* Nunatsiavut - An area in northern Labrador, it is inhabited mainly by Inuit, many of whom wish to leave Newfoundland and Labrador and form a territory similar to Nunavut. It has recently been granted certain self-government powers, while remaining within the province. Similar Inuit and First Nation territories, such as Nunavik and parts of British Columbia, are seeking the same status as Nunatsiavut.

* Toronto - The largest city in Canada. Some have argued that the rest of Ontario benefits from Toronto more than the reverse. Support for its separation from Ontario is low. However, many politicians and political groups have lobbied for a separate Province of Toronto.

* Vancouver Island - Vancouver Island was a distinct British colony before it joined British Columbia. Some island residents believe that the island would be better off as its own province. Currently, support for the movement, or even "awareness" of it, is low.

* Eastern and Northeastern Ontario - A movement advocating the separation of Eastern Ontario and part of Northern Ontario from the rest of the province. It is primarily targeted toward the regions of the province where the bulk of the Franco-Ontarian population reside — while Franco-Ontarians would still be a minority in the new province, they would be a much larger and more powerful one. The proposal also includes the city of Gatineau seceding from Quebec to join the new province. [ [ Ontario East] ] The movement is currently inactive, however.

* Saguenay-Lac-Saint-Jean - André Harvey, the former federal MP for Chicoutimi—Le-Fjord, was attributed with the idea of creating a new province encompassing the highly separatist area of Saguenay-Lac-Saint-Jean in Quebec, on the premise that it has a culture distinct from the rest of Quebec and already has its own flag.

* Each of the three current Canadian territories — Yukon, the Northwest Territories and Nunavut — is home to a movement lobbying for the territories' political status to be upgraded to full provincehood.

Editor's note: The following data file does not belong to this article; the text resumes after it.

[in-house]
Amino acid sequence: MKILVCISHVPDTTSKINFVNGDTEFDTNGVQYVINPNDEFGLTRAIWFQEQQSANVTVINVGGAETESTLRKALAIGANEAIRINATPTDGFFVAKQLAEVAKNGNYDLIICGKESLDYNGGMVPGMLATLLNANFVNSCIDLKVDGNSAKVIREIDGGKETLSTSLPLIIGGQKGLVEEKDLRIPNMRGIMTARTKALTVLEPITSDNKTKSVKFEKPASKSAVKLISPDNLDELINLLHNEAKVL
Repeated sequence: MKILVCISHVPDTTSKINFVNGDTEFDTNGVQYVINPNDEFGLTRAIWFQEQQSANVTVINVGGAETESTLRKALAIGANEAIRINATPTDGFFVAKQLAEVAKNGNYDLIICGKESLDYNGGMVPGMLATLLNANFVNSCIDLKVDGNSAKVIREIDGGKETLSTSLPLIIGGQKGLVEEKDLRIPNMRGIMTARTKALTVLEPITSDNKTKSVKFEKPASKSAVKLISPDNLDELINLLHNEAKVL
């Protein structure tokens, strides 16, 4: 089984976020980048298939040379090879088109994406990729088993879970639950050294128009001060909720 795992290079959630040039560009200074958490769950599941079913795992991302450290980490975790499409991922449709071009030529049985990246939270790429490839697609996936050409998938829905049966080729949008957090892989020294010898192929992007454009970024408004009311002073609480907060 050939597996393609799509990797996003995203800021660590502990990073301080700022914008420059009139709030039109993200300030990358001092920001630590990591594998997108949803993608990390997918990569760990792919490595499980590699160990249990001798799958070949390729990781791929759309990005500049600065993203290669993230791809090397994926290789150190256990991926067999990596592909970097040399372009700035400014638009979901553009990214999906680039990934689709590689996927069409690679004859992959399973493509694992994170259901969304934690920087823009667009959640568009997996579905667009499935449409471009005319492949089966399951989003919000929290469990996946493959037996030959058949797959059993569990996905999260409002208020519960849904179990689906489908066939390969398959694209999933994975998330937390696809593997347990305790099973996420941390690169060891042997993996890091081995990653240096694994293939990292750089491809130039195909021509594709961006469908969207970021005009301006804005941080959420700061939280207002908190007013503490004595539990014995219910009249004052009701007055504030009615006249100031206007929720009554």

Other countries and territories

Current or former British territories

* Turks and Caicos Islands - A British overseas territory in the Caribbean. There is some support for it to join Canada, and in 2004 Nova Scotia voted to invite Turks and Caicos to join that province, in the event of the islands becoming Canadian. However, the islands' small economy and Canada's involvement in Haiti has made this controversial.
* Jamaica - In the late 19th century, there was some discussion of some form of political union between Canada and Jamaica.

* Barbados - In 1884, the Barbados Agricultural Society sent a letter to Sir Francis Hincks requesting his private and public views on whether the Dominion of Canada would favourably entertain having the then colony of Barbados admitted as a member of the Canadian Confederation. Asked of Canada were the terms of the Canadian side to initiate discussions, and whether or not the island of Barbados could depend on the full influence of Canada in getting the change agreed to by Britain. Then in 1952 the "Barbados Advocate" newspaper polled several prominent Barbadian politicians, lawyers, businessmen, the Speaker of the Barbados House of Assembly and later as first President of the Senate, Sir Theodore Branker, Q.C. and found them to be in favour of immediate federation of Barbados along with the rest of the British Caribbean with complete Dominion Status within five years from the date of inauguration of the West Indies Federation with Canada.